5 Minutes of Advocacy (Day 299)

Tomorrow is parent-teacher conferences for my high-schooler.  I have 5 minutes with each teacher. 

And I am riddled with anxiety and filled with plans to somehow avoid attending; even though I know I would never miss these conferences. 

My emotional turmoil is not because I think my daughter is anything but smart and lovely and brilliant. It is because I know there will be things that pop up surrounding her past diagnosis, more recent shunt failure and current performance in school. I know the teachers will be whomever they are already--a mix of lovely, tired, frustrated, kind, difficult and complicated human beings. I don't know how much the teachers really know about my daughter--this is the first year in a while that I haven't written to every teacher and explained my daughter's complicated and extraordinary history. 

She requested to do that; and she should. She is 15 years old now and this journey through childhood cancer and schooling is her journey. It isn't mine--not really. Even though somedays it feels like mine; that's just me mentally hijacking the lift of it all. I have a role in her education; but in the end, it is her lift. 

I am not the one who has to find her way through high school. I've already done that. It's her turn. 

And I am so emotionally and mentally exhausted from the constant work managing her education and her IEP; that a huge part of me is ready to hand her the document and say "good luck!" But, of course, I would never leave my child drowning in that sea of papers and explanation and communication and rules and rule breaking and confusion. I've been drowning in it since the beginning. And if my daughter reads this--I want her to know how worth it she is and how I would not change anything because to do so would be the change everything.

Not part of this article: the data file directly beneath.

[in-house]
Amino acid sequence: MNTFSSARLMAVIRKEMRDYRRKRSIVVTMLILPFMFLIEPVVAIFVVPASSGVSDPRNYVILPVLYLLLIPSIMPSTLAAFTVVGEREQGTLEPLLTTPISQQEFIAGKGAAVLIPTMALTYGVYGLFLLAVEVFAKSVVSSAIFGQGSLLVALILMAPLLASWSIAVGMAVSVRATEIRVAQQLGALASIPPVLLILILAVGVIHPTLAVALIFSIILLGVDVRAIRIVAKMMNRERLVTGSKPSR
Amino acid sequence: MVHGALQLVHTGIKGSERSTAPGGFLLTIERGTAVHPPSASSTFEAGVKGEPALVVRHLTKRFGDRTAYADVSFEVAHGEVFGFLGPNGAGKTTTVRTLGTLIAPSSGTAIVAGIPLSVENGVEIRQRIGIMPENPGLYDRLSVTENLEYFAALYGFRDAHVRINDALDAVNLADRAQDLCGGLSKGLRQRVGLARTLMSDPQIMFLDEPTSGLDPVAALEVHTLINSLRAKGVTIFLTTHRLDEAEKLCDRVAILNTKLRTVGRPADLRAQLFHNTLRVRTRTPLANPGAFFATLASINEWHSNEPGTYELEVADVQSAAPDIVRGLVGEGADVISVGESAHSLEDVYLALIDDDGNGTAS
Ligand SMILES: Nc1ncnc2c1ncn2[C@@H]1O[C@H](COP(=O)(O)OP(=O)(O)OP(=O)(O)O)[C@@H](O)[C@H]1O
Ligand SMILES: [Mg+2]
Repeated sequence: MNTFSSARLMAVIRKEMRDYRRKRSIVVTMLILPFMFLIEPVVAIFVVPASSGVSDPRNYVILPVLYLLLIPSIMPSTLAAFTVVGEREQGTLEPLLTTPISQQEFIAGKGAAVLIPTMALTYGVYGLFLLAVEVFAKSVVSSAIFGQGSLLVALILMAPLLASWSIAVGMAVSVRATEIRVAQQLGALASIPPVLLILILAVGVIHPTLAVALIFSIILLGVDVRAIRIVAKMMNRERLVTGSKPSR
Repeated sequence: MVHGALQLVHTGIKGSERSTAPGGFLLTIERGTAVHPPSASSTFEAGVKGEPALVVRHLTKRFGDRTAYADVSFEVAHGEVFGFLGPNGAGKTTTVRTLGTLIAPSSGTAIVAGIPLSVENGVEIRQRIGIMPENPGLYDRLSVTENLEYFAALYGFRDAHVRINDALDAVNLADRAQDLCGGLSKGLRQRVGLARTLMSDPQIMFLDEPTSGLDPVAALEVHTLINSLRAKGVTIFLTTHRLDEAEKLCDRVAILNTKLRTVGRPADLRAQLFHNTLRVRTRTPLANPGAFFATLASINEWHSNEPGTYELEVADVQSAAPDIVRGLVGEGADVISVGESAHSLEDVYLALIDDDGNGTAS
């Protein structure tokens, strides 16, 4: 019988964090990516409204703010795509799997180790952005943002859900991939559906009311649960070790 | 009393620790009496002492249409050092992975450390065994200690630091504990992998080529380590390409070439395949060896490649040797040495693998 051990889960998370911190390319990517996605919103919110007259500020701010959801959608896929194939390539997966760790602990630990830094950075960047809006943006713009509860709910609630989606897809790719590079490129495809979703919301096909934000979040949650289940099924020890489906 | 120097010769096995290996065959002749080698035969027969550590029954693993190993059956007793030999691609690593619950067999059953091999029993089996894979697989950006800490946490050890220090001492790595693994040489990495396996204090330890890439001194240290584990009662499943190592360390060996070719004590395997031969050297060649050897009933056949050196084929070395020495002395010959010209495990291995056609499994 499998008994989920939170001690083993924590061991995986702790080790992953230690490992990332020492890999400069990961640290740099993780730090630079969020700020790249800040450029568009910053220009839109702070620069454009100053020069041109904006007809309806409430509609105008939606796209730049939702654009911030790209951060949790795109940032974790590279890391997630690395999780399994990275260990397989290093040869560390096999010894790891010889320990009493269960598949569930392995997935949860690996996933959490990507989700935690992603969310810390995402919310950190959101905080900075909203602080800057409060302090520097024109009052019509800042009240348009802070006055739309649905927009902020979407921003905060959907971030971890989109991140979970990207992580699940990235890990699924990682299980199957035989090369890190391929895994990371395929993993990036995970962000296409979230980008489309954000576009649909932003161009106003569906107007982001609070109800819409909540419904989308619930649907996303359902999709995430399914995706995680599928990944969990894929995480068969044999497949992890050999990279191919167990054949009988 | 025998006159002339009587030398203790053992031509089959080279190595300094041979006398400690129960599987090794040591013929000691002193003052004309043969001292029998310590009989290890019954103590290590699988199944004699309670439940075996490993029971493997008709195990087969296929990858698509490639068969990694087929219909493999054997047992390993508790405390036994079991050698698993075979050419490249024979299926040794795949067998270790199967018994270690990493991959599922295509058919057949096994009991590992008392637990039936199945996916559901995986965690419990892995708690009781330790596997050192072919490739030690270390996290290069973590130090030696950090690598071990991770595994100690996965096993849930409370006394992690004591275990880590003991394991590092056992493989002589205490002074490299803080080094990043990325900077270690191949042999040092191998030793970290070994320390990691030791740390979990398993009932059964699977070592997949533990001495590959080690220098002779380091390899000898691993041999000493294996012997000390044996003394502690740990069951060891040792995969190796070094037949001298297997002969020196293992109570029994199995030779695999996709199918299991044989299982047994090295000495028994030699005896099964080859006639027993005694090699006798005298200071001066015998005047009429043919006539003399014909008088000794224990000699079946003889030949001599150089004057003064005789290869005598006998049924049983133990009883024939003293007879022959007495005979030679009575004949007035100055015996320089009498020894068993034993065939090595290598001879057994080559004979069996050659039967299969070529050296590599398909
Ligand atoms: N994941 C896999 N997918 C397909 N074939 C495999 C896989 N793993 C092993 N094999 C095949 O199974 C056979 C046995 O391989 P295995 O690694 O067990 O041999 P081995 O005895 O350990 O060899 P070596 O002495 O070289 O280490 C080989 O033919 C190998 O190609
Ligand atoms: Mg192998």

I'll drown over and over and over again if it means my daughter is given an equitable chance at an education. 

But, it should not have to be this way. 

The educational system is broken in so many ways. Children who need accommodations, like my daughter, often receive them, but it is a constant cycle of communication and meetings and procedure. The annual move up to a new grade presents an endless annual cycle of problems--new teachers don't have the time to get up to speed on the new students and their educational plans. Sometimes the accommodations are written so specifically that they reduce children to a "how-to" list that takes away the ability for teachers to meet them in flexible. human ways. But, then if that specific list does not exist, children can be lost and left to struggle needlessly, when simple,  but critical interventions like extended test time and printed materials could make all the difference. 

In the end, the law requires school compliance; but the expectation is always on the parents and student to advocate and make sure the IEP or 504 is followed. No matter what the legal requirements of special education--what happens is reality is endless advocation, communication and follow up. 

For our daughter, things have always worked out--because we worked. It is this work that is so exhausting and so demoralizing. Now, as our girl gets older and wants to take the lead, the weight falls on her in a way that is unmanageable and inequitable, as compared to her peers. She needs something printed--she has to ask for it. She wants an accommodation--she has to specify it. She requires extra time on a project--she carries the burden of asking and advocating. When she does not ask, she is asked why she did not or we are told, "you just have to ask!"

All we do is ask. The burden is endless. And what teenager has the skills to endless advocate and hold adults accountable for their non-compliance or their innocent ignorance? The mental energy this all requires takes away from the mental energy needed to be succeeded at academics--part of an endless cycle of fighting for equitable access and then getting it, but being so exhausted from the fight, that she is unable to take everything due to her. 

I don't know what the solution is. But I do know this is a heavy burden for parents, like me and more so for children like my daughter. I don't think one group is to blame; but the holes and breakdown in the system are everywhere.

And 5 minutes is not enough time to explain this all to a teacher--I think is at the crux of my anxiety. I have 5 minutes to explain, advocate, communicate and establish a relationship with a teacher; who will not be her teacher in another few months. Just 5 minutes to change the world for my child.